Employees in California are protected by the Workers’ Compensation Act (WCA) which governs “compensation given to California employees for injuries incurred in the course and scope of their employment.” Charles J. Vacanti, M.D., Inc. v. State Comp. Ins. Fund (2001) 24 Cal.4th 800, 810. All employers except the state must secure the payments of compensation by either carrying workers’ compensation insurance or self-insuring. In a recent case, the San Mountain Empire School District was self-insured, but had also contracted for excess policy insurance. In the case of the Mountain Empire School District, its excess insurer ran out of money.
California law also provides for protection to both “insured and the public” through a system called the California Insurance Guarantee Association (CIGA). Fireman’s Fund Ins. Co. v. Workers Comp. Appeals Bd. (2010) 189 Cal.App.4th 101, 111-112. CIGA pays only: 1) covered claims and 2) claims for which neither a solvent insurer or self-insured employer is jointly and severally liable.
In CIGA v. JPA, a bus driver for the Mountain Empire Unified School district sought workers compensation for injury to her elbow and neck. The bus driver described the pain as coming from driving the bus and medical reports consistently stated the pain as coming from “repetitive overuse.” The school district initially argued that the injury was a result of “cumulative trauma” ending on the date the claim was submitted. Despite the medical reports and the initial objection, the school district entered into a Stipulation and Request for Award with the bus driver at the WCAB, stating that the injury was a “specific” injury rather than a cumulative injury. A specific injury is caused by a single incident or exposure, while a cumulative injury is one caused by repetitive mentally or physically traumatic activities extending over a period of time.
The school district’s excess insurer provided payments to the bus driver for several years until it became insolvent, at the point JPA sought reimbursement from CIGA. CIGA refused because its lawyers thought the injury could be considered a cumulative injury and there was another insurer that would be able to pay. CIGA sought declaratory judgment in state court. The state court ruled that it was divested of jurisdiction by the WCA which gives exclusive jurisdiction of issues related to workers compensation to the WCAB.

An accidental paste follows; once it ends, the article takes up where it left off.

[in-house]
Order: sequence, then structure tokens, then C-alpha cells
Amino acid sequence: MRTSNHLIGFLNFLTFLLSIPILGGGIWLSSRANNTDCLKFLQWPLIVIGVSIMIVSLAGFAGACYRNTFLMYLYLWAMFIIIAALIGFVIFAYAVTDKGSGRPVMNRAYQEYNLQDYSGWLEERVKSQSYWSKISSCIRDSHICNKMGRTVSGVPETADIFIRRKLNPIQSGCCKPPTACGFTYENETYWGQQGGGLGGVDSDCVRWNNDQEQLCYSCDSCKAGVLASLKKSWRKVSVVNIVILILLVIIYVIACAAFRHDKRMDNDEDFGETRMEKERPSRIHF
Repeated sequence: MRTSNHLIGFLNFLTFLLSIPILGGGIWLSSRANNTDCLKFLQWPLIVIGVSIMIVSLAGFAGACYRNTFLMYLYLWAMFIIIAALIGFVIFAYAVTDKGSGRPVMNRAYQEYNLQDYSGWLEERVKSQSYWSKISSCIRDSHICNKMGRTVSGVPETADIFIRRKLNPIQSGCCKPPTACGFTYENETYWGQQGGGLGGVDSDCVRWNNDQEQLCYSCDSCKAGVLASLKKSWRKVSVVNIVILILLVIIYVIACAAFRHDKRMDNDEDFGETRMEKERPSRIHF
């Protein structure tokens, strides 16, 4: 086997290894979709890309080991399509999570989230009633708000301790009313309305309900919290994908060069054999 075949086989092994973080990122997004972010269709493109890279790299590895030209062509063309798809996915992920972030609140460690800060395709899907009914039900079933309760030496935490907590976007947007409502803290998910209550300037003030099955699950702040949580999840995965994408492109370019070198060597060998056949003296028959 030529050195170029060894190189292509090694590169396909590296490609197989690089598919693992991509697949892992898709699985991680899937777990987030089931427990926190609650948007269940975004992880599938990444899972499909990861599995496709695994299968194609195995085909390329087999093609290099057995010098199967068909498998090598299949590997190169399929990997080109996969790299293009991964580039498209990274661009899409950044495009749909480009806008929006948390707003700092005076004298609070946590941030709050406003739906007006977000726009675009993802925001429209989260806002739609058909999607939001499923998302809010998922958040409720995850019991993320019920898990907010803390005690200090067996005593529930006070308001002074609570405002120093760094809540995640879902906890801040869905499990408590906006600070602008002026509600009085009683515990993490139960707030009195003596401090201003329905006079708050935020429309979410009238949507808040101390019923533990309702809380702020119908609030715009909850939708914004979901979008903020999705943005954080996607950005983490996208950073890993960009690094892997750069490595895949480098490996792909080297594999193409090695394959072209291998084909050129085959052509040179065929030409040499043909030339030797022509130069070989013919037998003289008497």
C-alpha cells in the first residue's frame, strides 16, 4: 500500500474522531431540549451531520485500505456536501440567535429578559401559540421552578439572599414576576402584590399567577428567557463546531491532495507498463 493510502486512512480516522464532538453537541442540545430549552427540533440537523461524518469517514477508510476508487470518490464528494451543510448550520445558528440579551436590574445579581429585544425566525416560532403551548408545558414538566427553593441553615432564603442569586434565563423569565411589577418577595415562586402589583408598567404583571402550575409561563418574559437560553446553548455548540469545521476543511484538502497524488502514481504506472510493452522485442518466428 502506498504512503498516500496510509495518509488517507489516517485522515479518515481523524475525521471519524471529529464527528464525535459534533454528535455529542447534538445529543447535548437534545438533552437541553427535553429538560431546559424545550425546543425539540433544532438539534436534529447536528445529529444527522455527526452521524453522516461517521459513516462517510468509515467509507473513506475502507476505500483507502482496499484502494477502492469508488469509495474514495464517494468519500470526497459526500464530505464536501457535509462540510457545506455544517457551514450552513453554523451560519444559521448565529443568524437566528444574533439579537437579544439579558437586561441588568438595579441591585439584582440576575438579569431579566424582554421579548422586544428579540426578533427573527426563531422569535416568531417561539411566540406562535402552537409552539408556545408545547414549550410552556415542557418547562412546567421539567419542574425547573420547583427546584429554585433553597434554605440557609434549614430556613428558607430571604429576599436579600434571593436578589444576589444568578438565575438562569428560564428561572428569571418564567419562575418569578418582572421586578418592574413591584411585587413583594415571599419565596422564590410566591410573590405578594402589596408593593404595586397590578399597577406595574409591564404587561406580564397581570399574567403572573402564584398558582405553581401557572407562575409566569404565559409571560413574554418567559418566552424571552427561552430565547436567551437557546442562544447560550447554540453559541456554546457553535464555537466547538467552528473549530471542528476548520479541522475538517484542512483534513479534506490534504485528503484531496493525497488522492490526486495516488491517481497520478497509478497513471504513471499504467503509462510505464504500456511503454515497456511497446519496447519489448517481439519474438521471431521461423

In a recent decision, the California Court of Appeal reversed, ruling that the WCA only divests state courts of jurisdiction regarding disputes regarding the employee themselves. In this case, the dispute was not with the employee, the dispute was between the excess insurer, the JPA, and CIGA. There was no dispute that the employee was entitled to payment, only what entity had to indemnify the employer for that payment. Therefore, the trial court had jurisdiction to consider CIGA’s declaratory relief action and summary judgment motion. Although not considered by the trial court, the Court of Appeal also noted that CIGA was not bound by the stipulation and request for award signed by the bus driver and the District.
The Court further noted in its response to JPA’s policy arguments: “[JPA] argue their WCAB stipulation might prevent recovery from other excess insurers. Accepting this premise for the sake of argument, defendants brought this predicament on themselves.”
It looks like JPA, and hopefully other self-insured entities, will think twice before entering into stipulations against the weight of the evidence which could leave them with uninsured liability.
California Insurance Guarantee Association v. San Diego County Schools Risk Management Joint Powers Authority et al. (October 30, 2019) California Courts of Appeal, Fourth Appellate District, Division One.